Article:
The ANC is positioning itself at the forefront of the racism fight and will seemingly grab any opportunity to shame racial slip-ups by rival parties.
The fight against racism looks set to be one of the main themes of the ANC’s local government elections campaign this year, with the party firing an early salvo at its traditional January 8th birthday celebrations over the weekend.
President Jacob Zuma, delivering the ANC’s birthday message at the Royal Bafokeng Stadium on Saturday, said the party must lead society in the fight against racism. He warned of tough measures against citizens found to be racist.
The issue reared its head in previous elections with the ANC painting the Democratic Alliance as a white party with a white leader that black people should not vote for. The DA has since elected a black leader, Mmusi Maimane, and the ANC will have to change tack somewhat.
The governing party has now tapped into a growing anger and activism against racism in South Africa, especially on social media where many middle class voters hang out.
The racism issue, however, resonates beyond the middle classes with the poor who might feel that they have been disowned by apartheid, so economic freedom also came up in Zuma’s speech.
The DA has been particularly vulnerable to racism accusations in the last few months. It took action against MP Dianne Kohler-Barnard for reposting a Facebook post which harked back to the days of apartheid president PW Botha. It also had to suspend Penny Sparrow’s DA membership after she posted racist comments on her Facebook page and caused a widespread outcry.
And while the Economic Freedom Fighters still appeared to be away on their Christmas break, the ANC took the kind of activist stance usually practised by the EFF by going to the police to lay charges against Penny Sparrow.
The party also organised pickets in front of Standard Bank over economist Chris Hart’s comments on Twitter. It thus took ownership of the anti-racism debates of the past week.
In his speech on Saturday, Zuma called on the party’s branches to be activists and to lead society.
“We call on ANC branches to develop specific campaigns against racism and to involve their communities, civil society and religious organisations in these campaigns,” he said.
He repeated this later in his speech, linking it to political education: “Our branches must develop a direct campaign to promote non-racialism throughout communities.
“There must be ongoing political education throughout the ANC and we direct our branches to have consistent political activities and campaigns.”
These classes should happen at least once a month, he said.
He also called on his party to “unite all the people of South Africa, black and white”.
Then added: “There is enough room in the ANC for everyone.”
The DA of late has been boasting that it has turned into the only real non-racial party in the country, representing black and white, while the ANC has been bleeding some of the little white support it had.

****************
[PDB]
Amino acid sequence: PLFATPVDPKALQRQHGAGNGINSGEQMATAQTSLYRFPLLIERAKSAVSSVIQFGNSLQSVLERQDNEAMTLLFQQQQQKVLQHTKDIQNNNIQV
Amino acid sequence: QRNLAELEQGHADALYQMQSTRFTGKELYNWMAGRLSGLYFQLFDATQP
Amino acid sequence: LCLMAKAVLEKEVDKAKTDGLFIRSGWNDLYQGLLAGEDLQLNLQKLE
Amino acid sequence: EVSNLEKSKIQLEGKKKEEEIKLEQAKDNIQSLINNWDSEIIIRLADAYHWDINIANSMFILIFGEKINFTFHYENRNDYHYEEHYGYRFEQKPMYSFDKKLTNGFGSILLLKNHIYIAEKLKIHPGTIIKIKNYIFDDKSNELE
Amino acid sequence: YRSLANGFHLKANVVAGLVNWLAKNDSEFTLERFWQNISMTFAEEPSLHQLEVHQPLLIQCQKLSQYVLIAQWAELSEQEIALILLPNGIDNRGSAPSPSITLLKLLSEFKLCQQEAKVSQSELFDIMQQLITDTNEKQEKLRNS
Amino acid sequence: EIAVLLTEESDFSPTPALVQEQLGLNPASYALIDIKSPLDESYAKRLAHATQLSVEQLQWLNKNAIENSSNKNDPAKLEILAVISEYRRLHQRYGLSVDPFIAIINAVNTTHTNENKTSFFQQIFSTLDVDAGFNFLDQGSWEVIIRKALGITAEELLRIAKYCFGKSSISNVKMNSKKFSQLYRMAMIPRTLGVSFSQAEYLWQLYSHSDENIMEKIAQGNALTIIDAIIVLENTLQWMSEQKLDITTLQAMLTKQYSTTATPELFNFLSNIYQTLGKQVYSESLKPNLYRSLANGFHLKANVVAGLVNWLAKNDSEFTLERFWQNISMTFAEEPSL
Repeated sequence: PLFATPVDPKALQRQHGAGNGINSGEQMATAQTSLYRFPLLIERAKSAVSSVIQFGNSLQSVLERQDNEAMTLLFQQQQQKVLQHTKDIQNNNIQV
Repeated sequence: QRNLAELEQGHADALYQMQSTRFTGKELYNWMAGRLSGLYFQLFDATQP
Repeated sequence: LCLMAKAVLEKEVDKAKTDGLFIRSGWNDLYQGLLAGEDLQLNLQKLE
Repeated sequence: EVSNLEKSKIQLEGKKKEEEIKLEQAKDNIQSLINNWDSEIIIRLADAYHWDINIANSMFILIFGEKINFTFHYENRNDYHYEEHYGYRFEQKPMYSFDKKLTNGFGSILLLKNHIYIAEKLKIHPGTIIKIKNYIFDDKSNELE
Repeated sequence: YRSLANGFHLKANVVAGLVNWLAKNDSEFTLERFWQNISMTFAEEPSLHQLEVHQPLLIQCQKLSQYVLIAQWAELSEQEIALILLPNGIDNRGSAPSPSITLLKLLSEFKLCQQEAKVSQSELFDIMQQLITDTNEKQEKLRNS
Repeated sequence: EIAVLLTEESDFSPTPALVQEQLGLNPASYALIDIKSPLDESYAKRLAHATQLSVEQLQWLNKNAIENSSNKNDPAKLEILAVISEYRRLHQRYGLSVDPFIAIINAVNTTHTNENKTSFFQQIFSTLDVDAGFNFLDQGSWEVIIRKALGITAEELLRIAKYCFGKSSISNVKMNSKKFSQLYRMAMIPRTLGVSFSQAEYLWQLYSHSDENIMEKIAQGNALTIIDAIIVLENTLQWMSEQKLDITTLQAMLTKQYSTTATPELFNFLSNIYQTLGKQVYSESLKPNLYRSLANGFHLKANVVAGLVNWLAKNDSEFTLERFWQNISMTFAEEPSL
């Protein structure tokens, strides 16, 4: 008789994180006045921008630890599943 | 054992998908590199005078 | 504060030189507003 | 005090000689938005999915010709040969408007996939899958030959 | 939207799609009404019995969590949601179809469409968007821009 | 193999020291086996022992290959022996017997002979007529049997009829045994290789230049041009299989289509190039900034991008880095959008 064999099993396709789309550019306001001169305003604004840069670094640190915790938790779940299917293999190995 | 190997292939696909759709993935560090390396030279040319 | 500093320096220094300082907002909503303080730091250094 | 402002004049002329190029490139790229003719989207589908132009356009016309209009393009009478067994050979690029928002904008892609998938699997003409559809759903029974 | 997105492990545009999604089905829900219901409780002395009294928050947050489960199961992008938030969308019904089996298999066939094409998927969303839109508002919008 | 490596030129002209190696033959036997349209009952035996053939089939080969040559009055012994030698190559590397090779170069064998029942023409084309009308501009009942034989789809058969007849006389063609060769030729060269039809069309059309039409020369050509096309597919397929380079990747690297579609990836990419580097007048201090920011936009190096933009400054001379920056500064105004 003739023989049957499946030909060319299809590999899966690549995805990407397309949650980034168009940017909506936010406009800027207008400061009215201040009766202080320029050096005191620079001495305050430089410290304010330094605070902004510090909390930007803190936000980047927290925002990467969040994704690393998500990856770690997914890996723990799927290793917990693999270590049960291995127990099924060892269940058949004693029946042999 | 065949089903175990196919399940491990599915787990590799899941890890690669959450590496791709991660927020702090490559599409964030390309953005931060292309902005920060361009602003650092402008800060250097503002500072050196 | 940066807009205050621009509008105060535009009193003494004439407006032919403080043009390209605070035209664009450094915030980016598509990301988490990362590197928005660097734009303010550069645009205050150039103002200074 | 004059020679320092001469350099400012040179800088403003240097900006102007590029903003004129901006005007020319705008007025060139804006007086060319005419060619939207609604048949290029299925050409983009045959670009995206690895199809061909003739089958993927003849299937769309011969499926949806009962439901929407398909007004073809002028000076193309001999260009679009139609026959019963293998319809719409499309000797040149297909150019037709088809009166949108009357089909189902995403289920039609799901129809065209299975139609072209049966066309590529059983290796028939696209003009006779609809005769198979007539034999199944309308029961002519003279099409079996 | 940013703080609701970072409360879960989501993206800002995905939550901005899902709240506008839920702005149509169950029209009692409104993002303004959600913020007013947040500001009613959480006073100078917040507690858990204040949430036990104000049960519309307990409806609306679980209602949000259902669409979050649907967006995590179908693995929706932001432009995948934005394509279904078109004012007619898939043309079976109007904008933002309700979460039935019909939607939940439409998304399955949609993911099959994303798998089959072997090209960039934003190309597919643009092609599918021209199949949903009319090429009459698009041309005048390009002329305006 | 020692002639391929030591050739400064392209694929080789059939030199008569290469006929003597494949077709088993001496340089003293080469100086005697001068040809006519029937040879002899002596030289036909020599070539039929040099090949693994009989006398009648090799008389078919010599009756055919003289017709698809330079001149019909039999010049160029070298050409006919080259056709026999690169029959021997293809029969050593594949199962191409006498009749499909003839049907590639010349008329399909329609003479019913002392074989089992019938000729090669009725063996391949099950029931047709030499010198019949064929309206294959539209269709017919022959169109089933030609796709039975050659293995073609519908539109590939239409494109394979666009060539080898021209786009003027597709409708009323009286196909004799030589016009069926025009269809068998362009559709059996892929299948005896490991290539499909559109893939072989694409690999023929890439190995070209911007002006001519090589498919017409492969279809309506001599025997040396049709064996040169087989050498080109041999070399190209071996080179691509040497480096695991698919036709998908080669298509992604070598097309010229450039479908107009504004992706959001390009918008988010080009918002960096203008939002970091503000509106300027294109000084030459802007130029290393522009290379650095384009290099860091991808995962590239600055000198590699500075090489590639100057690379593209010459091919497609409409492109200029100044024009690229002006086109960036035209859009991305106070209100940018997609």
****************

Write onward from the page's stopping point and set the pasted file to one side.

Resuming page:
Zuma painted the ANC as the original champion of non-racialism. Widening the call to “comrades and compatriots”, he said: “The ANC has historically pursued the ideal of non-racialism as a South African reality.”
He called on “all the people of this country to work together and defeat the demons of racism and tribalism”.
Then he took a stab at Kohler-Barnard: “It is clear that there is a tiny minority in our country that still harbours a desire for separate amenities and who idolise apartheid-era leaders who made our country the skunk of the world.”
He said the ANC put in place laws to prevent discrimination on the basis of race, and hinted that the party would use these to “end racial exploitation in all its forms and wherever it occurs: in the workplace, in the education system, the health sector, in the administration of justice, in access to government services and in the private sector.”
Later he shifted his attention to economic change, saying the private sector lagged behind “when it comes to the effective utilization of all productive forces in society. Many boardrooms and many top management positions remain white male dominated. This must change.”
Radical economic transformation has been a campaign driven by the EFF’s Julius Malema from the time he was in the ANC Youth League. The ANC has held onto the slogan as well, but the rallying cry will get a new life when coupled with the party’s drive to eradicate racism and apartheid’s legacy.
“While great progress has been made in reversing three centuries of colonial marginalisation and neglect, there is much more that needs to be done to speed up change,” Zuma said.
“We will continue to address the economic legacy of apartheid. Economic freedom must become a reality in our lifetime!” he said.
But then he emphasised that it was the ANC’s project, originally: “The ANC has long set out to place our economy on a new growth path that will de-racialise the economy and make a fundamental break with the ownership patterns of the past.”
Turning to land, Zuma promised that the ANC would “continue to work with all sectors to find lasting and meaningful ways of effecting redress for the centuries-long injustice of land dispossession. The return of land must enable an increase in food productivity.”
The EFF this weekend came onboard the debate with a provocative opinion piece by Malema entitled: “Why do white people despise blacks”.
The DA on its part blamed the racial tensions on Zuma’s leadership, saying the party under him has abandoned Nelson Mandela’s vision of a non-racial country.